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Arizona Senate Votes to Seize Assets of Those Who Plan or Participate in Protests That 'Turn Violent'
Claiming people are being paid to riot, Republican state senators voted Wednesday to give police new power to arrest anyone who is involved in a peaceful demonstration that may turn bad — even before anything actually happened.
SB1142 expands the state’s racketeering laws, now aimed at organized crime, to also include rioting. And it redefines what constitutes rioting to include actions that result in damage to the property of others. But the real heart of the legislation is what Democrats say is the guilt by association — and giving the government the right to criminally prosecute and seize the assets of everyone who planned a protest and everyone who participated. And what’s worse, said Sen. Steve Farley, D-Tucson, is that the person who may have broken a window, triggering the claim there was a riot, might actually not be a member of the group but someone from the other side. Sen. Martin Quezada, D-Phoenix, acknowledged that sometimes what’s planned as a peaceful demonstration can go south.
“When people want to express themselves as a group during a time of turmoil, during a time of controversy, during a time of high emotions, that’s exactly when people gather as a community,’’ he said. “Sometimes they yell, sometimes they scream, sometimes they do go too far.’’ Quezada said, though, that everything that constitutes rioting already is a crime, ranging from assault to criminal damage, and those responsible can be individually prosecuted. He said the purpose of this bill appears to be designed to chill the First Amendment rights of people to decide to demonstrate in the first place for fear something could wrong. But Sen. John Kavanagh, R-Fountain Hills, said that chilling effect is aimed at a very specific group of protesters.
Transgender Boy Wins Texas State Girls Wrestling Title
A 17-year-old transgender boy completed an undefeated season Saturday by winning a controversial Texas state girls wrestling title in an event clouded by criticism from those who believe the testosterone he's taking as he transitions from female to male created an unfair advantage. The family of Mack Beggs has said he would rather be wrestling boys, but state policy calls for students to wrestle against the gender listed on their birth certificates. So the junior from Euless Trinity beat Chelsea Sanchez 12-2 in the 110-pound weight class to improve to 56-0 and earn the championship. Beggs fell to his knees for a moment after the win as a mixture of cheers and boos rained down on him. He then hugged his coach and left the mat.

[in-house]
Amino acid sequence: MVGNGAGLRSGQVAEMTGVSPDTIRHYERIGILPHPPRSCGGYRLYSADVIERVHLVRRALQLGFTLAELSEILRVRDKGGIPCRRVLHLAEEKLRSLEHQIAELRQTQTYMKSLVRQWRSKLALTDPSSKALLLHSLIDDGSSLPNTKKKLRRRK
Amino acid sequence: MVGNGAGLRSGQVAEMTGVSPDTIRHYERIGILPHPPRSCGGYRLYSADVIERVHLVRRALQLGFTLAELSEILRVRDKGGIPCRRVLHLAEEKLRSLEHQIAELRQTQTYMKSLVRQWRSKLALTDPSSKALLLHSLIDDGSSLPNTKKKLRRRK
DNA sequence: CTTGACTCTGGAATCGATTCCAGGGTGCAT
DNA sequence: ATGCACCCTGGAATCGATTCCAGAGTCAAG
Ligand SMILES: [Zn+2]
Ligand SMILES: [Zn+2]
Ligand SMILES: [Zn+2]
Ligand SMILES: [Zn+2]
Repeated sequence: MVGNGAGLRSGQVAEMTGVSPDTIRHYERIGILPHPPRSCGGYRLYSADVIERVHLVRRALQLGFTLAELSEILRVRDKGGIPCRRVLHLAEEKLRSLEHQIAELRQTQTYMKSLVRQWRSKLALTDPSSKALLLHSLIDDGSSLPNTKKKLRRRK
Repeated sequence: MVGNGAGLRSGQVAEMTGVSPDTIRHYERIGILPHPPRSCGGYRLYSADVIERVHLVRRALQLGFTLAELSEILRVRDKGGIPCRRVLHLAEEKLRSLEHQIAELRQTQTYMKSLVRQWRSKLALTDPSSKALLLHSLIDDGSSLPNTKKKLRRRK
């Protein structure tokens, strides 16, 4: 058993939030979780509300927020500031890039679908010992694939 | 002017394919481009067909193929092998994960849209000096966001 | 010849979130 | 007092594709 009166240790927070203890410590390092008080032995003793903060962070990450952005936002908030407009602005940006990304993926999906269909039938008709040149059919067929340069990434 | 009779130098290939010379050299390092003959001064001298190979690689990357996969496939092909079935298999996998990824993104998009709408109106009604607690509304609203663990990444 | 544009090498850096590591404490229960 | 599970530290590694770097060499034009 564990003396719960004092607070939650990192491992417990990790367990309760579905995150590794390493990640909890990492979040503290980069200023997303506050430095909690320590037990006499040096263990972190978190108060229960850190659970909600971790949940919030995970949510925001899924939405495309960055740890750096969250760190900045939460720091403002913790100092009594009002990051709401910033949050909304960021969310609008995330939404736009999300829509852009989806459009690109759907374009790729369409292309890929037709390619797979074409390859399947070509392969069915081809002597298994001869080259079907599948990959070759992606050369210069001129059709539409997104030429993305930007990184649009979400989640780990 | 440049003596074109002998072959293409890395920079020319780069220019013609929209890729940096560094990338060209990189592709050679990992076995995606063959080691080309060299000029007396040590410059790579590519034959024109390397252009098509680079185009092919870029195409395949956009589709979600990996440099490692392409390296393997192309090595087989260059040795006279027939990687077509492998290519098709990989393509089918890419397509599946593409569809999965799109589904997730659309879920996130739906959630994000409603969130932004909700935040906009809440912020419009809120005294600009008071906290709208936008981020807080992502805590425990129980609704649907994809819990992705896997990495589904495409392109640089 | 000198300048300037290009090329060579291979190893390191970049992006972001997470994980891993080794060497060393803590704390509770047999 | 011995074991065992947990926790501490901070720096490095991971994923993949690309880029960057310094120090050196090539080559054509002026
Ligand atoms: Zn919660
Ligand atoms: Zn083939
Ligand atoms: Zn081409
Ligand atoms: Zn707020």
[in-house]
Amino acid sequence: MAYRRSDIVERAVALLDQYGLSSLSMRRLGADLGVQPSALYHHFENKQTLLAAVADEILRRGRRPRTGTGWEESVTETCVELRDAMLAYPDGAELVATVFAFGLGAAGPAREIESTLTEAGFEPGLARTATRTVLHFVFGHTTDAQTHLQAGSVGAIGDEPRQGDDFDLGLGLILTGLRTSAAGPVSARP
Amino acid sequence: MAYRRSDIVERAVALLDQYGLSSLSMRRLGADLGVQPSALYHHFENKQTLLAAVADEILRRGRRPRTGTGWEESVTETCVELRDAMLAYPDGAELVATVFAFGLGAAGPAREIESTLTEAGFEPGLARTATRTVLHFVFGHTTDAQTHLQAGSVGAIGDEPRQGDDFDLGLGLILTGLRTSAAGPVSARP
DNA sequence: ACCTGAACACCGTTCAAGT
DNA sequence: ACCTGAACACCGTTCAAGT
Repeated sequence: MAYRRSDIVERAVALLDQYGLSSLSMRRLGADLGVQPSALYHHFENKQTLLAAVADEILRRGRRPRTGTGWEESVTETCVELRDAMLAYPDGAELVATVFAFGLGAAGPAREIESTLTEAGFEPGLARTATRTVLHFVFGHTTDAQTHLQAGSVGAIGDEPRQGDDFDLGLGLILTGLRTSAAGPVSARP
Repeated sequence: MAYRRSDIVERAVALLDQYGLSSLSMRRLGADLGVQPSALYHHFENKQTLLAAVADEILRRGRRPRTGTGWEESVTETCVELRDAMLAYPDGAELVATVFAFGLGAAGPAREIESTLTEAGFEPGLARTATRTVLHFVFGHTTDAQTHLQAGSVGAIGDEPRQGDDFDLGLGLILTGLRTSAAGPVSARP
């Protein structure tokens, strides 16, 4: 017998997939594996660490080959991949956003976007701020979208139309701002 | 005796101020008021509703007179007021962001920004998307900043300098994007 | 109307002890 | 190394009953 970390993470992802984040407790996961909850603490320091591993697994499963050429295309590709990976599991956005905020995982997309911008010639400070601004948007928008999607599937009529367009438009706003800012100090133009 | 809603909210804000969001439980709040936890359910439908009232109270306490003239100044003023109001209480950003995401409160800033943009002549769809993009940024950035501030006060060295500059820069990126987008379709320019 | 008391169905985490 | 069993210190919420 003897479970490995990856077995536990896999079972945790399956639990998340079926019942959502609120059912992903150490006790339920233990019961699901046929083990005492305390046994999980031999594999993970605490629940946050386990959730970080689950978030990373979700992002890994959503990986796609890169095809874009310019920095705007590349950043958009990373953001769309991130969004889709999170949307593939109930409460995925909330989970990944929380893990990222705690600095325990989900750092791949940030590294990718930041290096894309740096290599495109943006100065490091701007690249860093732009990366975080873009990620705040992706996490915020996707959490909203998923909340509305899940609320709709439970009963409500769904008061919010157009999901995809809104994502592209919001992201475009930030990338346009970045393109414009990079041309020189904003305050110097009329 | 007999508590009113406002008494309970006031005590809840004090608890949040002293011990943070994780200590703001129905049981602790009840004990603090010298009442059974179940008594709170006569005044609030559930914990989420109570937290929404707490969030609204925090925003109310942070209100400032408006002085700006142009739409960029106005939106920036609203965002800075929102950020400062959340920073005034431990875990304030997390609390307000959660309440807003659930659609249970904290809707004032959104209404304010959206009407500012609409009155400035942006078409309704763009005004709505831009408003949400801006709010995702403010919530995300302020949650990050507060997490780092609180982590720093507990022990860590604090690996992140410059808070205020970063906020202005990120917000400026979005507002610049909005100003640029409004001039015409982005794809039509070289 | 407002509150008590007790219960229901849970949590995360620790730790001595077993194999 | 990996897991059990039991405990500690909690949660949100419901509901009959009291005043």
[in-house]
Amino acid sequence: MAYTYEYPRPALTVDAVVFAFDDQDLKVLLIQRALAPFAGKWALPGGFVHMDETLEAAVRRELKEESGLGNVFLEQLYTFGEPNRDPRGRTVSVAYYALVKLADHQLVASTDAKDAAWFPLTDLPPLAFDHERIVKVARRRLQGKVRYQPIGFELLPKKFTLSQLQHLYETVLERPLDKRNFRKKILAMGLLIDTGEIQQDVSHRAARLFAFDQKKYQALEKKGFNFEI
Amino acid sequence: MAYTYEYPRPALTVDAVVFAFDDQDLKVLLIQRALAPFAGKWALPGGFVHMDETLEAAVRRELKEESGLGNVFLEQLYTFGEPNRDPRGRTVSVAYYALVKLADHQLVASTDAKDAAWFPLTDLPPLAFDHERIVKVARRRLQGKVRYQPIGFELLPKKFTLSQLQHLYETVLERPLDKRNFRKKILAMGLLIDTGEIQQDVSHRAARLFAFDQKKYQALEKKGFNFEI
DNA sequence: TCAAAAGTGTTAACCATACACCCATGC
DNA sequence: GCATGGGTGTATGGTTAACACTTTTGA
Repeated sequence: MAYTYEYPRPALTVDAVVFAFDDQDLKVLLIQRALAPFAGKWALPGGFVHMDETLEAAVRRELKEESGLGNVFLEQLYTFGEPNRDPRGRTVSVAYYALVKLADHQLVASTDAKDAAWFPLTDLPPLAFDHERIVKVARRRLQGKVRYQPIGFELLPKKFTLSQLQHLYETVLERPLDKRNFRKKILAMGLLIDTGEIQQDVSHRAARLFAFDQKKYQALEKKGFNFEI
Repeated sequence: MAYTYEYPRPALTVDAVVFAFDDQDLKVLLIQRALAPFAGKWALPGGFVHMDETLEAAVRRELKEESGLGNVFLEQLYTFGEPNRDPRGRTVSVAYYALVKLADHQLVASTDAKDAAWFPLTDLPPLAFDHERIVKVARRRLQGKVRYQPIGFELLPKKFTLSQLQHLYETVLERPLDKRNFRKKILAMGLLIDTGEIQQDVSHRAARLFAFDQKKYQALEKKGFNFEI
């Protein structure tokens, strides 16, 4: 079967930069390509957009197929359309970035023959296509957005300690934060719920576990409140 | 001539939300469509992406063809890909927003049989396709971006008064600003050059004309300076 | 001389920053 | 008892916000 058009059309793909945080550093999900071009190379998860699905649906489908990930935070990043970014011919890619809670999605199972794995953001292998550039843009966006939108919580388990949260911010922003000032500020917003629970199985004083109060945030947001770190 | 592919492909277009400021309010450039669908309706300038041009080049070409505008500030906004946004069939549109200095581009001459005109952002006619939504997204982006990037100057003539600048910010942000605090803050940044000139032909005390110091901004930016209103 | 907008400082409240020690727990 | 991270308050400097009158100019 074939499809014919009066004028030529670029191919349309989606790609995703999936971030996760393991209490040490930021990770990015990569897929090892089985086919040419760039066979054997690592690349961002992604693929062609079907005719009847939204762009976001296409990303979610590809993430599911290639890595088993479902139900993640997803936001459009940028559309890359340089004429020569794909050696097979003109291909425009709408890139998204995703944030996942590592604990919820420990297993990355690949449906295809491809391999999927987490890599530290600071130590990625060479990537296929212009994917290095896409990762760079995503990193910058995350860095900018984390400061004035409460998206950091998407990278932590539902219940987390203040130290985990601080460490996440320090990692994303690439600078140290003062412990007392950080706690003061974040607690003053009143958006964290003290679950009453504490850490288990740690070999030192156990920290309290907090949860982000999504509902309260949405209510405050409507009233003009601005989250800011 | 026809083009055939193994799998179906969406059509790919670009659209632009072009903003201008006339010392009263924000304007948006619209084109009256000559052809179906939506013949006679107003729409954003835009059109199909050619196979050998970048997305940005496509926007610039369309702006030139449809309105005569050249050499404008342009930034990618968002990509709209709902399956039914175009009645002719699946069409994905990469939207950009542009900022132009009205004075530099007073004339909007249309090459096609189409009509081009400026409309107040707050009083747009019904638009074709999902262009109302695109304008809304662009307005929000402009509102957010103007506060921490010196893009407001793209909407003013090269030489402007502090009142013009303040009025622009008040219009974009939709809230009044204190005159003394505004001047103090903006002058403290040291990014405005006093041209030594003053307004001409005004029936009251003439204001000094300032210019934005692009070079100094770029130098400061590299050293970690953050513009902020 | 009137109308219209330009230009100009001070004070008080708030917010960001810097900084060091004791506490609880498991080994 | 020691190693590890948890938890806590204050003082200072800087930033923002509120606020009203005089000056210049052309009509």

Canadian Law Societies Argues Trinity Western University's Christian Covenant Discriminates Against LGBTQ Community
Canada's highest court will hear two appeals concerning a proposed law school at Trinity Western University and the law societies of British Columbia and Ontario, which are both seeking to deny the accreditation of graduates from the faith-based school in Langley, B.C. The dispute stems from the university's controversial community covenant, which bans sexual intimacy outside of heterosexual marriage. All TWU students must sign the covenant. The law societies argued the covenant discriminates against people in the LGBTQ community who want to enter the legal profession.
Texas Organizations Launch 'I Pee With LGBT' Campaign
The American Civil Liberties Union of Texas and nonprofit Legacy Community Health have released a digital video to highlight the discriminatory nature of the Texas "Bathroom Bill" (Senate Bill 6), which aims to prohibit transgender people from using the restroom they choose. The 60-second spot, entitled "Taking a Seat, Making a Stand," was created by GSD&M and five-time Academy Award-nominated director Richard Linklater. Through targeted digital Facebook buys, the humorous video will try to encourage Texans to reach out to their state legislators to oppose S.B. 6. The campaign behind this effort is called "I Pee With LGBT" and the hashtags include #IPEEWITHLGBT and #StopSB6. To bring humor to the situation, the spot shows a number of people – some in bathrooms – discussing how there's only one way to stop the bill, "You've got to take a seat to make a stand." Watch video here.
Marketing Companies in India Are Discovering Gay Rights and Feminism